Alibaba apps start supporting Tencent WeChat Pay amid intense scrutiny



A WeChat messaging app logo is visible on a smartphone.

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GUANGZHOU, China – For years, China’s major internet platforms have operated as walled gardens, blocking links from competitors and not allowing users to purchase merchandise using competing payment products.

That is starting to change as regulators force Chinese tech giants to tear down walls and change some of their anti-competitive behavior.

Alibaba has started allowing users to purchase items on some of its apps through WeChat Pay, the payment service run by rival Tencent, the e-commerce giant told CNBC. Alibaba already has its own payment service Alipay, managed by its subsidiary Ant Group. food delivery app and Youku video service recently integrated WeChat Pay. Alibaba’s other apps, Shuqi, Damai and Koala, are now also supporting Tencent payment service.

Alibaba also said it is awaiting approval from Tencent to introduce WeChat Pay to its second-hand Idle Fish marketplace, the Hema grocery app and the Taobao Deals discount shopping service.

It was unclear when Alibaba would bring WeChat Pay to its two main shopping apps – Taobao and Tmall.

“User experience and transaction security are our top priorities as we actively work on the gradual introduction of multiple payment methods on our platforms,” said a spokesperson for Taobao.

A spokesperson for Alibaba added that the company “will continue to find common ground with our peers in the platform economy to better serve Chinese consumers.”

Tencent was not immediately available for comment when contacted by CNBC.

Regulatory repression

Alibaba and Tencent are two of China’s biggest internet companies that have built their dominance through their sprawling services, which often focus on their so-called super apps.

Tencent operates China’s largest messaging app, WeChat, which has more than one billion users, while Alibaba’s subsidiary, Ant Group, manages Alipay.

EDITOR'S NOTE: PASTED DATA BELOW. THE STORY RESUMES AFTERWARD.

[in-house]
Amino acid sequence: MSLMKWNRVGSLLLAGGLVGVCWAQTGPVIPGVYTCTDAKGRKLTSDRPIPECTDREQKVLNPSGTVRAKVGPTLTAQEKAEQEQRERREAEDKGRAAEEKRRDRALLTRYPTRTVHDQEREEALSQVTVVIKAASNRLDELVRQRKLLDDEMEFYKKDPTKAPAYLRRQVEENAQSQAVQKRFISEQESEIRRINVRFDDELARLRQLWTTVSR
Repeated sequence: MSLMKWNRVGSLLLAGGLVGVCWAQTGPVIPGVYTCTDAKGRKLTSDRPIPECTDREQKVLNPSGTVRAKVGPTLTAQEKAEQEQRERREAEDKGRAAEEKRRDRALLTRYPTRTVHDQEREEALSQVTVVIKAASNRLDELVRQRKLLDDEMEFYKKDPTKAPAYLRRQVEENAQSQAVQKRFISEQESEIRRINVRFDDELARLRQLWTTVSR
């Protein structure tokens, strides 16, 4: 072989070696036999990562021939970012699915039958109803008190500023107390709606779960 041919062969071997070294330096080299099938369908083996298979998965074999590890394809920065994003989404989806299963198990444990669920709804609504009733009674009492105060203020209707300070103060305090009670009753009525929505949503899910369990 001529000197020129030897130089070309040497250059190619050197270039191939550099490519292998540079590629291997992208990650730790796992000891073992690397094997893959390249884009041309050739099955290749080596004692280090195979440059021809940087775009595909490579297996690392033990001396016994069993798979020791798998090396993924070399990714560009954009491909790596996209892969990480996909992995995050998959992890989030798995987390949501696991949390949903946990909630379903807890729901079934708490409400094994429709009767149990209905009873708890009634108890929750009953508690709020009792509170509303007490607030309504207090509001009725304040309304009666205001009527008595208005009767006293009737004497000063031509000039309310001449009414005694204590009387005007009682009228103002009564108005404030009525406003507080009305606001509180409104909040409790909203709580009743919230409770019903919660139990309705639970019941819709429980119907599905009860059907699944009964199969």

Through these apps, users can access a range of services from food delivery to flight and hotel reservation services. Without leaving these apps, people can pay for their goods and services.

But it also created a situation where, for a long time, competitors did not allow services on their respective platforms.

Such practices have come under scrutiny from Chinese regulators who have introduced new rules in a range of areas ranging from anti-monopoly data protection.

Earlier this month, China’s Ministry of Industry and Information Technology (MIIT) asked some of the country’s largest internet companies, including Alibaba owner Tencent and TikTok, ByteDance, to stop blocking links to other people’s content.

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From September 17, Tencent started allowing users to access external links in one-on-one chats. For example, if someone shares a link from Alibaba’s Taobao in WeChat, a user will be able to open it without leaving the messaging app. Previously, a user had to copy this link in the Taobao app.

The integration of WeChat Pay with Alibaba’s apps seems to go even further.

It is not known if Tencent will seek to bring Alipay to any of its services.

But opening these apps could give users more choices and potentially help Tencent and Alibaba reach new users for their services.



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